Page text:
But - the other option is just repairing and repainting the existing steps. Once the new patio is in around them it would look much better than it does now. I just don't know if I'd regret not putting in the raised balcony/platform while all that work is being done anyway.

  • silyab53
    5 years ago

    I always say it's better to do the minimum of work until you can afford what you really, really want. How did I come to this? By making costly mistakes!

    No one is going to come to your home and tell you the steps etc are a complete eyesore. So, if you can wait and save I'd say do just that. Good luck with this as I'm sure it can be quite marvelous and life enhancing.

    Just close your eyes and picture yourself having a glass of wine on a balcony lit by pretty lights going down the stairs too, with the stars twinkling above you!

    Bee

  • mv5869
    Original Author
    5 years ago

    Yes silyab53 you're absolutely right. I do want to get it right, and I don't want cost to get in the way (within reason). We're going to be here for 5 years at least so I want a space I can use, but also one that adds something to the character of the house. That's why I like the idea of a larger veranda or balcony with cast iron railings.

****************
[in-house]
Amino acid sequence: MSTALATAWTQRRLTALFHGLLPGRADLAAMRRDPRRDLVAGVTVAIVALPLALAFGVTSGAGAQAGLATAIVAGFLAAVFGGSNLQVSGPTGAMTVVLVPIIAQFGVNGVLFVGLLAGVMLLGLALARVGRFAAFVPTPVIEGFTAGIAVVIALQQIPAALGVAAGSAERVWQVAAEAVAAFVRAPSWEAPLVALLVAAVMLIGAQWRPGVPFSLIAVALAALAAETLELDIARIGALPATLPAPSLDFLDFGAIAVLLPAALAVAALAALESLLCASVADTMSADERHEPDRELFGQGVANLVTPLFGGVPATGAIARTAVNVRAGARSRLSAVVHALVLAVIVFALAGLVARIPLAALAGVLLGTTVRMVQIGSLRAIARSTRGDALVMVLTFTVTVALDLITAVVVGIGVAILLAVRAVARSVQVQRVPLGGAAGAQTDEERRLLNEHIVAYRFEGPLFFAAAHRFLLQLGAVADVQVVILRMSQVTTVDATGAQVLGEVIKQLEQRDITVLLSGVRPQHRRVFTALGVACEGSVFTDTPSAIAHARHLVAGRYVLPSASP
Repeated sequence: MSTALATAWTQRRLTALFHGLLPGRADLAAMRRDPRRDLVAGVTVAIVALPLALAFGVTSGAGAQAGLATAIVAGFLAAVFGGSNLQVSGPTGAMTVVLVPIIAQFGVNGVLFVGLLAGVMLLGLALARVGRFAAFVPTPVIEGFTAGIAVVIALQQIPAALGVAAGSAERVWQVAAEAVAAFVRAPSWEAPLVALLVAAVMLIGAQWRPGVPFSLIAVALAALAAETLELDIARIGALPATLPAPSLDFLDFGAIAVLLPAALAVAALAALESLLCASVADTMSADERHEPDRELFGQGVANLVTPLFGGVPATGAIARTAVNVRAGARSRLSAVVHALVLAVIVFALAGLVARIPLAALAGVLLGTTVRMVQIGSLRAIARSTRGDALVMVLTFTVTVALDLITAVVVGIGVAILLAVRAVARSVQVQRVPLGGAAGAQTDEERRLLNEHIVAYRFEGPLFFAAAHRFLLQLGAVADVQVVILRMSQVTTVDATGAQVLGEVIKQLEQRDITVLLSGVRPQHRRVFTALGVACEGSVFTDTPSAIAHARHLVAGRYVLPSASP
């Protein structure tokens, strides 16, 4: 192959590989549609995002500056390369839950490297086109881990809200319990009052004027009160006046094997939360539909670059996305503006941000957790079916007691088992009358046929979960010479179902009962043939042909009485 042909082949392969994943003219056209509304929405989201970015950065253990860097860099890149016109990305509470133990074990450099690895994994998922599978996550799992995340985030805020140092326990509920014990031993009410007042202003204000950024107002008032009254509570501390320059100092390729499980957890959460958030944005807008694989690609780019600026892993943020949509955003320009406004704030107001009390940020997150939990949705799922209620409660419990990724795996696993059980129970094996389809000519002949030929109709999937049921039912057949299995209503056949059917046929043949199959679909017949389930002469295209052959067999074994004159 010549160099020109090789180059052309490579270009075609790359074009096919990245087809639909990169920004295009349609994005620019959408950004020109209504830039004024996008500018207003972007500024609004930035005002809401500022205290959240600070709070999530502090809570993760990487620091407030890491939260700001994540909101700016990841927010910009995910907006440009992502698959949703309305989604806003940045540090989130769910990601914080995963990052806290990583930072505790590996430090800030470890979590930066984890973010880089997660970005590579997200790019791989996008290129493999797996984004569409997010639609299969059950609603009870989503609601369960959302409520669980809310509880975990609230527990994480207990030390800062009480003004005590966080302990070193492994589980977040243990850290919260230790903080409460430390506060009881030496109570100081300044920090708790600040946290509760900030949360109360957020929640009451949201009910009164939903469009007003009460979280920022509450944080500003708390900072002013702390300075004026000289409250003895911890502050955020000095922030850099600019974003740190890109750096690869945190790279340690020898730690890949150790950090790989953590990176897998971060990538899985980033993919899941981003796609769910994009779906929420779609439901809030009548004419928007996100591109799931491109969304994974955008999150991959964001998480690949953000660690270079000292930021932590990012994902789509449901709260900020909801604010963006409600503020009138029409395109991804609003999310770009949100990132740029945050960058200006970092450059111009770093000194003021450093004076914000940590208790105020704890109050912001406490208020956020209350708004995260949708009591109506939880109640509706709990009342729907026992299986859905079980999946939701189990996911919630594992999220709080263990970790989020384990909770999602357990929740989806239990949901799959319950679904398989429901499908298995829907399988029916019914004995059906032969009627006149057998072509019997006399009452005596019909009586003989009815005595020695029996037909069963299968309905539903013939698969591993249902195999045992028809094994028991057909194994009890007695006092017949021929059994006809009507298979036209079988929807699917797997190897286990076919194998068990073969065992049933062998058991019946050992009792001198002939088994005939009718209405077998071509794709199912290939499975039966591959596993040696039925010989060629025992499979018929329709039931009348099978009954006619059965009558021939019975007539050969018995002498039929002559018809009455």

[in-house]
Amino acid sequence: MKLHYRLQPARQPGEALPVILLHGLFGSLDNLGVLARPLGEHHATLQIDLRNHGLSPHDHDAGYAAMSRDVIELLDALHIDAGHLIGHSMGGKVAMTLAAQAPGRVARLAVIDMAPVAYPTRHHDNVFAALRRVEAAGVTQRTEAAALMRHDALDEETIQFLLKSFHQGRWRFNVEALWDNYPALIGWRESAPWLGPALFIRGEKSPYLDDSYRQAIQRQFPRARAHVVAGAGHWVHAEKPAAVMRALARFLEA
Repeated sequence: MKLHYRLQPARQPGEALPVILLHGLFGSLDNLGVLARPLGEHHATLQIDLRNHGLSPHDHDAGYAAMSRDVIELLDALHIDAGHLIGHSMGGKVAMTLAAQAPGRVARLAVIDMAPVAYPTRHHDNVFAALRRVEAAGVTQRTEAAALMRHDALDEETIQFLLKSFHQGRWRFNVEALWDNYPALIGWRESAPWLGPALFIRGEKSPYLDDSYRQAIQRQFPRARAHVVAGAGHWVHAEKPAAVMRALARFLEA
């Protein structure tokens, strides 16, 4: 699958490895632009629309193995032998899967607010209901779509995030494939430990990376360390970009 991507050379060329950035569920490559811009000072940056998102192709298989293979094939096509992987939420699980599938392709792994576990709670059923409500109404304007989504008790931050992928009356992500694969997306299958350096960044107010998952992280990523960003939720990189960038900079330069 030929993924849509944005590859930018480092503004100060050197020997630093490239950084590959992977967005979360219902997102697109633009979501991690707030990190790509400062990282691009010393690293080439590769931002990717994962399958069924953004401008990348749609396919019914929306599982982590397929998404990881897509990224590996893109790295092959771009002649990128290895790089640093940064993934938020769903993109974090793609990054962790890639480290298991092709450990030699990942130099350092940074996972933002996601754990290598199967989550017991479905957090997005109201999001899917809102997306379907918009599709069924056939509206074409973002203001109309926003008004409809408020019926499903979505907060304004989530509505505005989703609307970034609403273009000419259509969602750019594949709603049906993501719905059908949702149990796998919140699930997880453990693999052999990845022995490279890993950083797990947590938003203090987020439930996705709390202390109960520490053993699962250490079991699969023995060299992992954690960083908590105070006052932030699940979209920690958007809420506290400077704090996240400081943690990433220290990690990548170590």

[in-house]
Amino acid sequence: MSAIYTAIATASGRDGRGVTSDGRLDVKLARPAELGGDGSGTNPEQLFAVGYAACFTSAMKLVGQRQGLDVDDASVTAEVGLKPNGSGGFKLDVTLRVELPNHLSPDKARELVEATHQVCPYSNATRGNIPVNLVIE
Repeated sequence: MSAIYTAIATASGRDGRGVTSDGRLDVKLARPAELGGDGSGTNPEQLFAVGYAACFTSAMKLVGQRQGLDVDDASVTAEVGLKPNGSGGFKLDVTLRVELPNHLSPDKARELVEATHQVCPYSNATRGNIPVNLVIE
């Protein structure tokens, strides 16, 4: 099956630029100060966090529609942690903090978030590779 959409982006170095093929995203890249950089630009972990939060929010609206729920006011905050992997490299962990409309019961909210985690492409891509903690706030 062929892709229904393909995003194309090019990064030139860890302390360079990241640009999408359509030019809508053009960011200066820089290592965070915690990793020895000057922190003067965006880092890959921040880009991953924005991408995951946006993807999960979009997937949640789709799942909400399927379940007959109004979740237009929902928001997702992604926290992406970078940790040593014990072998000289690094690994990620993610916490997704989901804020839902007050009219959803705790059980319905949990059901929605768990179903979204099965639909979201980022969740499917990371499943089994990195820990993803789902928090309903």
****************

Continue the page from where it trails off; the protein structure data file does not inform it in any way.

I've never been keen on decking and I personally think the balcony next door is a bit of an eye-sore. In fact they shouldn't really have built it because it looks into my kitchen, and you are supposed to need planning permission for balconies of any type, which they didnt get.



  • PRO
    ann balmforth GARDEN DESIGNS
    5 years ago

    As a garden designer, I agree with the suggestion to replace the steps with more functional and attractive steps, as there are ventilation ducts and decking while not blocking these does tend to be slippery in the UK. Decking is great in countries that have hot and cold seasons, rather than our mild, damp climate. The photo with an ornate rail and lit steps would look fantastic.

    mv5869 thanked ann balmforth GARDEN DESIGNS
  • PRO
    Anne Mahon Architect
    5 years ago